An oral presentation reported from a six-month international phase 2 study on the acceptability of a 1% tenofovir rectal gel, administered with an applicator. This was an open label cross over study with three groups: (i) daily use of the gel; (ii) event-based use with a pre- and post-sex dose; and (iii) a control group using oral TDF/FTC. [12]

Adherence measures included daily SMS text messaging and real-time PK evaluations. Overall, average age was 30 (though lower in the South African sites), with 80% of participants having some level of college education. Of 195 participants, most identified as male (71%), transgender (10%), female (2%), not stated/declined (15%).

Tolerability was similar in all three groups with approximately 30% in each arm reporting side effects that were grade 2 or higher. All interventions were acceptable (>70% said they liked each option) even though overall there was a greater preference for oral PrEP compared to gel. PK sampling showed approximately 90% use with both daily oral and daily rectal doses. Event-based gel was preferable to daily gel.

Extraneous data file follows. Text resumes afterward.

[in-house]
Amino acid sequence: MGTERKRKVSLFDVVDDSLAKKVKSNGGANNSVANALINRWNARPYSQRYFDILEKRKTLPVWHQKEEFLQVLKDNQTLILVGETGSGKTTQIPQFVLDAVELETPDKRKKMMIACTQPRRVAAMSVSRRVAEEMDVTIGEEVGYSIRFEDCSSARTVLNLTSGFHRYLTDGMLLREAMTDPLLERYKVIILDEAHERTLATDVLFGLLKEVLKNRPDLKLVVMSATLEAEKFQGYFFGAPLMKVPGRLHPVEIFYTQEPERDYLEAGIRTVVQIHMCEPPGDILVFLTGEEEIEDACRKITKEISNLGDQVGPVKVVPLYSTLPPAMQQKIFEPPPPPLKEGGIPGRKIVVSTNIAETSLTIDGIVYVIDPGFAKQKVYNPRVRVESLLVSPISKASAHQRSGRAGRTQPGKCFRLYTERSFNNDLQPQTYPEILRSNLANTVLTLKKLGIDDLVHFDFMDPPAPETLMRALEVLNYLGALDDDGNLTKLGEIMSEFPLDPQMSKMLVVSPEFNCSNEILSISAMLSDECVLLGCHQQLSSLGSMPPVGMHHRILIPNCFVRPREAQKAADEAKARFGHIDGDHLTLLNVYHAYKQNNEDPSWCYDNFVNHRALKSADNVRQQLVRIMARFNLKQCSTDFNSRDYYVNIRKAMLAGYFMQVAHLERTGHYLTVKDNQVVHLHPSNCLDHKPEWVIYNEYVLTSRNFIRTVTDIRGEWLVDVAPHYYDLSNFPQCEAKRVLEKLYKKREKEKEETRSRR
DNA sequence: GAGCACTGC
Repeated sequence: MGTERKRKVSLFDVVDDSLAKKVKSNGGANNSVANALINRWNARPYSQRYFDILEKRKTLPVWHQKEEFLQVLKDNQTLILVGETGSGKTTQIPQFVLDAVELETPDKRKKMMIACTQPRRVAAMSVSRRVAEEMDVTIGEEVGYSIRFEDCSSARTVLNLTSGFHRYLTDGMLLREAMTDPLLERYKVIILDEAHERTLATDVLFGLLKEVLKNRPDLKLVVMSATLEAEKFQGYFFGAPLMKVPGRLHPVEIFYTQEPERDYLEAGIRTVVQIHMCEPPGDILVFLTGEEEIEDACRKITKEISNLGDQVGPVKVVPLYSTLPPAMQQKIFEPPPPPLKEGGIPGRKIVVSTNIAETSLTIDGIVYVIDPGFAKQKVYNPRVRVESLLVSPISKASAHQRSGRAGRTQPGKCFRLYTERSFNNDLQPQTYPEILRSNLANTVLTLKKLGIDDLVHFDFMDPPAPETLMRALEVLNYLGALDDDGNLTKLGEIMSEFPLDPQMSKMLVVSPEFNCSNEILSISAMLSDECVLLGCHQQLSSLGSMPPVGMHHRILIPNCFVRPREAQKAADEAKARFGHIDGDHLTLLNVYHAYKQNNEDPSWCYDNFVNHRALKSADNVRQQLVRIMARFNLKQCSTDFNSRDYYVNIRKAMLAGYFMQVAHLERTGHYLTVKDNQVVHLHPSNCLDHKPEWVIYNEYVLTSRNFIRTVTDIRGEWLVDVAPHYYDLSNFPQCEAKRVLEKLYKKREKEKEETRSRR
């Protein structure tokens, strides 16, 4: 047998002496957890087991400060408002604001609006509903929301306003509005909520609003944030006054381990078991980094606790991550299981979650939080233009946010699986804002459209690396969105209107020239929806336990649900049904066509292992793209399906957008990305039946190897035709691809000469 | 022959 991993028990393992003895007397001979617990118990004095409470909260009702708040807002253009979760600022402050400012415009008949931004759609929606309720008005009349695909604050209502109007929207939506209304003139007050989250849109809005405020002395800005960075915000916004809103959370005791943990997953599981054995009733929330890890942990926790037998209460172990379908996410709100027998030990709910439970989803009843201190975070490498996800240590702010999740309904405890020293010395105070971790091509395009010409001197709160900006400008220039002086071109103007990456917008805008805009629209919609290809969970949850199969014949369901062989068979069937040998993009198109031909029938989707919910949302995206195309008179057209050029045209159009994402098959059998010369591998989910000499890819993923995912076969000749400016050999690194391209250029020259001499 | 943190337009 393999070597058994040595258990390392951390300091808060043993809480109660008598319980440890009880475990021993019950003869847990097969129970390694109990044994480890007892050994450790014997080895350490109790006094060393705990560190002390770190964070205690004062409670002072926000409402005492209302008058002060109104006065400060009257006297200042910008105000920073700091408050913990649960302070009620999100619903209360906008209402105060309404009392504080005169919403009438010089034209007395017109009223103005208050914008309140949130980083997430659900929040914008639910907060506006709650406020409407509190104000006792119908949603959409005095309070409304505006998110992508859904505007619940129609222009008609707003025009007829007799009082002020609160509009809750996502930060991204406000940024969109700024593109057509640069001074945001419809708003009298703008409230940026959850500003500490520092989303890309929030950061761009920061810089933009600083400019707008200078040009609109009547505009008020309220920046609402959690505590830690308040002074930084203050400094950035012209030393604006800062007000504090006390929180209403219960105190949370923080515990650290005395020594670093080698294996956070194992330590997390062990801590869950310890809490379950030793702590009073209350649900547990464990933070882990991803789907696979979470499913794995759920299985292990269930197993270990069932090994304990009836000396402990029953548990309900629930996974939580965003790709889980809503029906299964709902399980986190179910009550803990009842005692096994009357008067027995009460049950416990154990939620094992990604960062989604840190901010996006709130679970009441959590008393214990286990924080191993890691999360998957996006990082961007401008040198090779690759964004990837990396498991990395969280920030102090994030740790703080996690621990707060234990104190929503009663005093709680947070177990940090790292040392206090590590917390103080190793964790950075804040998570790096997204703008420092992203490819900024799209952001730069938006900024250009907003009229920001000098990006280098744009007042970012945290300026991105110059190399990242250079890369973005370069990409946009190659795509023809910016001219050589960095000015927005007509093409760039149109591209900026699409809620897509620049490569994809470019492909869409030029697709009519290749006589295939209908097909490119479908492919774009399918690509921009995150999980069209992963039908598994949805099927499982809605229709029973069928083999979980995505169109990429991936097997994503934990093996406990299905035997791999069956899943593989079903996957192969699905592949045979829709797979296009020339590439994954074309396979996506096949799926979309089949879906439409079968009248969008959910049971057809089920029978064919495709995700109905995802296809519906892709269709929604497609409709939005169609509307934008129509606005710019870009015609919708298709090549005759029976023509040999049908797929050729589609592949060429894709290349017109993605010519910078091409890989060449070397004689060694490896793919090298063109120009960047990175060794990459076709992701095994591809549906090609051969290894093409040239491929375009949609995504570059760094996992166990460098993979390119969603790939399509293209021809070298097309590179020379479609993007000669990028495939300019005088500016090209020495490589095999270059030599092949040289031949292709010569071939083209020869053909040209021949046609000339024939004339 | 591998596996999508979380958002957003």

Several posters presented early results on other tenofovir formulations, including a 2″ x 2″ quick dissolving film (for vaginal use) [13], a gel that could be used vaginally or rectally [14] and a vaginal ring that identified cervical tissue as the source of infection in a macaque study. [15]

PC-1005 gel

PC-1005 is the development name for a gel formulation of the NNRTI MIV-150 and zinc acetate that is being studied as a way to provide dual protection against both HIV-1 and HSV-2. [16, 17]